Bought a preinstalled Ubuntu laptop - disk was unencrypted

Hey everyone,

I got a new work laptop recently - a Thnkpad Z13. One of the reasons that I picked this one over some other models is that Ubuntu was preinstalled and I want to support that option being widely available.

Work requires their devices to have some lightweight security software installed. One of the few things that it checks is whether disk encryption is enabled.

Unfortunately this error was raised to me and the IT admins for my new laptop. The preinstall was shipped without disk encryption. So I had to throw away the preinstall anyway and reinstall from scratch.

First question - is this the case for all preinstalled Ubuntu models or was it specific to this one?

Assuming the answer to that is that it’s the case for all lines, I think it’d be great to ensure that all Ubuntu preinstalled laptops sold are shipped with encrypted disks. It was a requirement for me but it’s actually good for everyone to have encryption and it should just be standard.

At first I thought this was probably going to be really difficult, because how do you ship a laptop unencrypted and let the user encrypt it with their passphrase later? But then I realised that it’s probably actually quite possible: the laptops could ship with LVM+LUKS enabled and encrypted with a static passphrase. Some part of the first boot process would supply this passphrase, and then part of the initial setup UI would prompt you to change it to your own passphrase.

What do you all think, does that sound possible or did I miss something which makes that unworkable? Would it be feasible to get it on the roadmap for the next LTS which will power the next generation of Ubuntu preinstalls in a couple of years?

Thanks for reading!

p.s.: the landscape here is changing a bit, for example see this presentation from fosdem. I think Ubuntu Core is doing similar, and maybe this kind of unlocking (getting the LUKS passphrase from the TPM) will & should replace typing a passphrase into Plymouth eventually. But it seems like it’ll be quite a few years of work to me.


At least one OEM ( ships Kubuntu-based systems with FDE as an option (and enabled by default). I personally use their XE Gen 1 laptop as my daily driver. The laptops come with a static passphrase and a setup wizard prompts the user to change it when you first get set up.

I think it would be a bad thing to force disk encryption on users - disk encryption adds some CPU overhead which may be detrimental in some instances (possibly when doing lowlatency audio work), and depending on the system’s setup it might even present a bottleneck that doesn’t allow the user to get all of the speed out of their disks (for instance if using two 7000 MBps NVMe disks in RAID0). It should definitely be an option, but it should always be an option, not a rule. allows you to select “No Encryption” when you order a laptop, if you don’t want it enabled.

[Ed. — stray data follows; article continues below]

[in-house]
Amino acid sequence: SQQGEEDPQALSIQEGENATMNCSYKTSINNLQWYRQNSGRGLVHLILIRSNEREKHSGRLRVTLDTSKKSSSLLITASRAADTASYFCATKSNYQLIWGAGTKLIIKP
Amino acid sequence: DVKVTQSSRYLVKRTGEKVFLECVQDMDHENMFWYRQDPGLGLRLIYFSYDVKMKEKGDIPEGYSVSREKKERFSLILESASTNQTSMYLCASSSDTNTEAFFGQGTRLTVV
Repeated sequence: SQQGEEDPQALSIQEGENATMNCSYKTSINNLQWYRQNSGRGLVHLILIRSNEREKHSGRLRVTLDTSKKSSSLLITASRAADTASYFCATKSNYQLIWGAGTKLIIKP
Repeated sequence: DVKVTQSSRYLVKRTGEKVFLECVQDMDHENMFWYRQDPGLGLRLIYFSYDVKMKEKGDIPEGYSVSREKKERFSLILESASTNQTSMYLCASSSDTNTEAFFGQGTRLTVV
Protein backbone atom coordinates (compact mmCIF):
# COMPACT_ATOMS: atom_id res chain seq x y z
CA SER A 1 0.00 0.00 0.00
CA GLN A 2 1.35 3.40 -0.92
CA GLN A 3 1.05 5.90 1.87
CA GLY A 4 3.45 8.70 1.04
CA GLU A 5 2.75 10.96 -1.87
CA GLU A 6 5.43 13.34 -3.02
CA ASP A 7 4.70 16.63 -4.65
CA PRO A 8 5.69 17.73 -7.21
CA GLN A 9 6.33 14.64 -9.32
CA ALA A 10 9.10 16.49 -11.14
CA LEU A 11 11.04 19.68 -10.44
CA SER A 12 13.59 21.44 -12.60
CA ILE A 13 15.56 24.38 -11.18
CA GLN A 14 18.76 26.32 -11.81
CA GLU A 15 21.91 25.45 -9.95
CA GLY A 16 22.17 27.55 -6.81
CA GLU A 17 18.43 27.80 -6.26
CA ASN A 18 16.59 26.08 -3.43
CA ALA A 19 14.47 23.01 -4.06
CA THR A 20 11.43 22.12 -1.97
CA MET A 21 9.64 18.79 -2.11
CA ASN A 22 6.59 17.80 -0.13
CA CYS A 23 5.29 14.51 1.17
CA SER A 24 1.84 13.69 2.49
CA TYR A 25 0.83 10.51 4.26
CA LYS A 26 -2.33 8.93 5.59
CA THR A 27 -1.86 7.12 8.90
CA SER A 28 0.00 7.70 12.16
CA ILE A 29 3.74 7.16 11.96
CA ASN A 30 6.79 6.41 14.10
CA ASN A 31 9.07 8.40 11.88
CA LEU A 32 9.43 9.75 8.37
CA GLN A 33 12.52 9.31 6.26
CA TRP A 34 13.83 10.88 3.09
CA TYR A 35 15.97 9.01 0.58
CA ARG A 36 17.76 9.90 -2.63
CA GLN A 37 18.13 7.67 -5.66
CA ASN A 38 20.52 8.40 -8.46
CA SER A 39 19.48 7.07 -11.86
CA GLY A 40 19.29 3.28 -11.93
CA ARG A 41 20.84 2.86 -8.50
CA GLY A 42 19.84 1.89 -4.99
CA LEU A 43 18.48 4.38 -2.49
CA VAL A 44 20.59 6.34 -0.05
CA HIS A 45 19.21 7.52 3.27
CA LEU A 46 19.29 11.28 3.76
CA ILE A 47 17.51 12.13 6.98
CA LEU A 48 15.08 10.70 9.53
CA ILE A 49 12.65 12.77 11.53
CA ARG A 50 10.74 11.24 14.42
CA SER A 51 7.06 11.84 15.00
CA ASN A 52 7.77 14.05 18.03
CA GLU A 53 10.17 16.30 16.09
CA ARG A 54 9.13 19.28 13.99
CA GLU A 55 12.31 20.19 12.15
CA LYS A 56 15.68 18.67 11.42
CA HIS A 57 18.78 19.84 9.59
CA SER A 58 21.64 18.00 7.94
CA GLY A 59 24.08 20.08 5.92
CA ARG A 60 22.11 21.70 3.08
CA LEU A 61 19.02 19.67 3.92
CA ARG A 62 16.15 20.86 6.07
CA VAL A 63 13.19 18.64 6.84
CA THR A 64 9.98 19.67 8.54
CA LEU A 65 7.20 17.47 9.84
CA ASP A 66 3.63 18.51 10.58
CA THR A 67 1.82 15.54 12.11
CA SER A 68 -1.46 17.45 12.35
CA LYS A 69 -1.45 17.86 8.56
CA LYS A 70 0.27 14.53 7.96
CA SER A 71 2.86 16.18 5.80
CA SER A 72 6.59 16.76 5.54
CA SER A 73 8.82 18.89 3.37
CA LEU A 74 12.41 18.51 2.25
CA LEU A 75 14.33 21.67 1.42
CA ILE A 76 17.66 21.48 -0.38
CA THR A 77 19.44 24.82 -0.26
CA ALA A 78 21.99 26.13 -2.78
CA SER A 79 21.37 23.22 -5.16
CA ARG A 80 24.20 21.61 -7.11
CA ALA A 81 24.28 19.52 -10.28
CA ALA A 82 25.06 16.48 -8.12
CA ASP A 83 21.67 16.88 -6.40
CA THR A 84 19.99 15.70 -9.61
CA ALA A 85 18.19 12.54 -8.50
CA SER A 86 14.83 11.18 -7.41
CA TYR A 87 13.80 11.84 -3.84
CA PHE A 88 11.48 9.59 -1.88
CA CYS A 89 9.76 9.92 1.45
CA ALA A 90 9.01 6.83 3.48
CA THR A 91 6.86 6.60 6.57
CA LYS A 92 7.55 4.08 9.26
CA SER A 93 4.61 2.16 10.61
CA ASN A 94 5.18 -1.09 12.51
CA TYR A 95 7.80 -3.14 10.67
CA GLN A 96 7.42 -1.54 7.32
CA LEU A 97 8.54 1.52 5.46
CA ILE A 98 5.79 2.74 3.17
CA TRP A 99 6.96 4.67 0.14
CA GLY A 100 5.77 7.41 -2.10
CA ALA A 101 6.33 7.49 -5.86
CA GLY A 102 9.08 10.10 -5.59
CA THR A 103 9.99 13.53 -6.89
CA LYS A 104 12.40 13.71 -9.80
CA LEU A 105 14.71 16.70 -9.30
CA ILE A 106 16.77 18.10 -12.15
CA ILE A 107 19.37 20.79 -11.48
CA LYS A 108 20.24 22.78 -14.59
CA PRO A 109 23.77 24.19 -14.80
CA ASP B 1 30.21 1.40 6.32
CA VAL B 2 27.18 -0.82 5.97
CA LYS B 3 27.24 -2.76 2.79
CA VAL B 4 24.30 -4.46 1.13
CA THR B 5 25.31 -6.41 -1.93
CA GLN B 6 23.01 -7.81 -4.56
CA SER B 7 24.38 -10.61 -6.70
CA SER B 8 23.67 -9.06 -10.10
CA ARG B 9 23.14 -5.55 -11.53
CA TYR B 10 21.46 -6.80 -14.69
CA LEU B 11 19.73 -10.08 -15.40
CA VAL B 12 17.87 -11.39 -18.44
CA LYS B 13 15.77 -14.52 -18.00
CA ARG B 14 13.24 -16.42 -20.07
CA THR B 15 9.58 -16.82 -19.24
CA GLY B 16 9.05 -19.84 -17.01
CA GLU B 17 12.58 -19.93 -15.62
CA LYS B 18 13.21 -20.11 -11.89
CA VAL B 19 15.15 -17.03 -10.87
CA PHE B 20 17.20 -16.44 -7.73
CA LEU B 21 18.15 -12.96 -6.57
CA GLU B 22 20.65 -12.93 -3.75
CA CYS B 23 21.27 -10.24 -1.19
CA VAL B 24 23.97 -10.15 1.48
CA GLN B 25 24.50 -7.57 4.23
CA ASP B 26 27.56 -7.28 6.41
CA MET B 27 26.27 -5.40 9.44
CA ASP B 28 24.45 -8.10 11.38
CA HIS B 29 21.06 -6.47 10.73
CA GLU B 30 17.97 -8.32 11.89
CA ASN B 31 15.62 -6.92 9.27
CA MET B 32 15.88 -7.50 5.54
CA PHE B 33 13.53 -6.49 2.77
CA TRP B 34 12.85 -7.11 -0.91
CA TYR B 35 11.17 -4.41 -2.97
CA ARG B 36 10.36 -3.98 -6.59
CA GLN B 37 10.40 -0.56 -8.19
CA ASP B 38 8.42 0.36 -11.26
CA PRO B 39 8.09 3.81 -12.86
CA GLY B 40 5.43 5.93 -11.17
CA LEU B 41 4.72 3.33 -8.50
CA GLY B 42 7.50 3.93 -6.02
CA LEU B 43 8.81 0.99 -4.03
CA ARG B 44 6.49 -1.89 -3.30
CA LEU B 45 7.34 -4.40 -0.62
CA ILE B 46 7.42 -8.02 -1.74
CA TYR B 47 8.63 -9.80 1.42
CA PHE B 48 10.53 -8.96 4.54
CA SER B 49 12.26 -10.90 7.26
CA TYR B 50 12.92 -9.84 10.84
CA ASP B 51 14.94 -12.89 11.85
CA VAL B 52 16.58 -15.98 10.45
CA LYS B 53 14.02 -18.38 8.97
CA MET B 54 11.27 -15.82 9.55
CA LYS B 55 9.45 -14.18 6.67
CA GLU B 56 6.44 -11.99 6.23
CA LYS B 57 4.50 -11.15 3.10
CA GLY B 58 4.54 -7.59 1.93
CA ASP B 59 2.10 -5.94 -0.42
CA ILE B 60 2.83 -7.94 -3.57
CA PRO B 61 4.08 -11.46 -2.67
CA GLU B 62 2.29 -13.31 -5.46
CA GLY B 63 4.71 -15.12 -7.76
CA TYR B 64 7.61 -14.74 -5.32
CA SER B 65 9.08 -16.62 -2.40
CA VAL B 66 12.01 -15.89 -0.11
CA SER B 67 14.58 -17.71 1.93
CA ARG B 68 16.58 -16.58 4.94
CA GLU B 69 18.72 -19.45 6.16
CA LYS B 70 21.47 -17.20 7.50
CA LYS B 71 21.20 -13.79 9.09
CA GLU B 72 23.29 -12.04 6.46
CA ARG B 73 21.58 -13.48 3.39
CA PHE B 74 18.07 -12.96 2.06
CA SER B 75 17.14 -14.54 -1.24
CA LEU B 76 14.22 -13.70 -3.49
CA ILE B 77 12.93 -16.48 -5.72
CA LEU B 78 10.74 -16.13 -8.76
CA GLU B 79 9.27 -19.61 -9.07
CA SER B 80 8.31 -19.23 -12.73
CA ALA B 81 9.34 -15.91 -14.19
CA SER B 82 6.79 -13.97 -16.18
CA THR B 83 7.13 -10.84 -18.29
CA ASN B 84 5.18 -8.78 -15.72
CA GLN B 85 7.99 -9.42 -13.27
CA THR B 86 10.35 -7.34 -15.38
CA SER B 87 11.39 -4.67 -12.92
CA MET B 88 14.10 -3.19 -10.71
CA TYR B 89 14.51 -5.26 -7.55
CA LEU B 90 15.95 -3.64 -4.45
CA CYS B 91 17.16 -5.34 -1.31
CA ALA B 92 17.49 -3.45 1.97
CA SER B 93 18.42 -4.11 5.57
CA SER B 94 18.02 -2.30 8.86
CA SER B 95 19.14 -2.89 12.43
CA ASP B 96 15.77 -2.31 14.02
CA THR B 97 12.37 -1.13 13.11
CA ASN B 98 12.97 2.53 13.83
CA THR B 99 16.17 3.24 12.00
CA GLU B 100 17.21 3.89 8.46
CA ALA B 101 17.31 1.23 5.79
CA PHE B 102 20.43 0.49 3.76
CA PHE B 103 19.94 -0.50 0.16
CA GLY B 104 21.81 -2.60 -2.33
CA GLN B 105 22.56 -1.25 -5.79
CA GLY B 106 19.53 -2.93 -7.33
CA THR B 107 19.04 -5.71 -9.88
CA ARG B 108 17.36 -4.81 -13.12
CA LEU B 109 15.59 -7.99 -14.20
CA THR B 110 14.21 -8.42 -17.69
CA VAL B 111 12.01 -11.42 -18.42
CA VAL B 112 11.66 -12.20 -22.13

But it’s also annoying to have disk encryption disabled by default and not allow the user to enable it, since some of us want or even need it. Maybe FDE can be made default with the option of disabling it, or perhaps the option to enable it can be made quite a bit more obvious rather than hiding it under an “Advanced options” button.

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Some people might not need LVM+LUKS to get full disk encryption. If an SSD is advertised as having hardware encryption/TCG/Opal then all you need to do is set a “disk password” in the BIOS. Though you’re trusting the SSD/BIOS manufacturers more than Ubuntu there, so maybe do both if you want maximum security.

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Cheers @arraybolt3 and @vanvugt, fair points.

I believe (haven’t tried it) that decryption is supported with something like cryptsetup reencrypt --decrypt so it should be feasible to turn that off in a similar way with an appropriately presented option.

Regarding hardware encryption, it seems like something the particular vendor would work out with the Canonical OEM team on a case by case basis. Personally I prefer doing it in the OS because I’m worried about losing data if the laptop breaks but maybe there are mitigations available. Also there have been a few choice security incidents with hardware encryption in the past and having it software side puts the quality of the security in the hands of the OS vendor and the OSS community. I believe Bitlocker uses software encryption by default mainly for that latter reason (modulo being open source).

Finally, yes, this applies to the installer if you are installing the OS for yourself too. Just trying to make a similar case here for preinstalls. :grin:

“If you purchase a preinstalled laptop” Contact the vendor
before purchase and specify that the laptop will be a custom
preinstalled laptop, these are the customer order requirements.
Usually the vendor will comply with the customer request for
a custom order. i.e. Encrypted SSD.